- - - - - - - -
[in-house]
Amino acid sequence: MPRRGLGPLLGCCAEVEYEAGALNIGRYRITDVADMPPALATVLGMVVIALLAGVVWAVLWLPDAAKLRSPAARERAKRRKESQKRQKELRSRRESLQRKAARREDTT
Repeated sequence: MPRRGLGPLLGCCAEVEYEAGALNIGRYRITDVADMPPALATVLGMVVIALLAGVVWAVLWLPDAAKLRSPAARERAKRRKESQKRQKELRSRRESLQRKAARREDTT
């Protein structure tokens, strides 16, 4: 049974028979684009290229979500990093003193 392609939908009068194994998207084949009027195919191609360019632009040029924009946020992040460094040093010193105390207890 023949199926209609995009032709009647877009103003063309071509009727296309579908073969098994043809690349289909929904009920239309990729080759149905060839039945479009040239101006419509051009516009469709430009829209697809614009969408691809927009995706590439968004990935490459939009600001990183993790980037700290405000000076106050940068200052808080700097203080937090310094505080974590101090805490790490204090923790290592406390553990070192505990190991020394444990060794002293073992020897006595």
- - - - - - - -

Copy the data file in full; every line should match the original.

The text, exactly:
[in-house]
Amino acid sequence: MPRRGLGPLLGCCAEVEYEAGALNIGRYRITDVADMPPALATVLGMVVIALLAGVVWAVLWLPDAAKLRSPAARERAKRRKESQKRQKELRSRRESLQRKAARREDTT
Repeated sequence: MPRRGLGPLLGCCAEVEYEAGALNIGRYRITDVADMPPALATVLGMVVIALLAGVVWAVLWLPDAAKLRSPAARERAKRRKESQKRQKELRSRRESLQRKAARREDTT
């Protein structure tokens, strides 16, 4: 049974028979684009290229979500990093003193 392609939908009068194994998207084949009027195919191609360019632009040029924009946020992040460094040093010193105390207890 023949199926209609995009032709009647877009103003063309071509009727296309579908073969098994043809690349289909929904009920239309990729080759149905060839039945479009040239101006419509051009516009469709430009829209697809614009969408691809927009995706590439968004990935490459939009600001990183993790980037700290405000000076106050940068200052808080700097203080937090310094505080974590101090805490790490204090923790290592406390553990070192505990190991020394444990060794002293073992020897006595």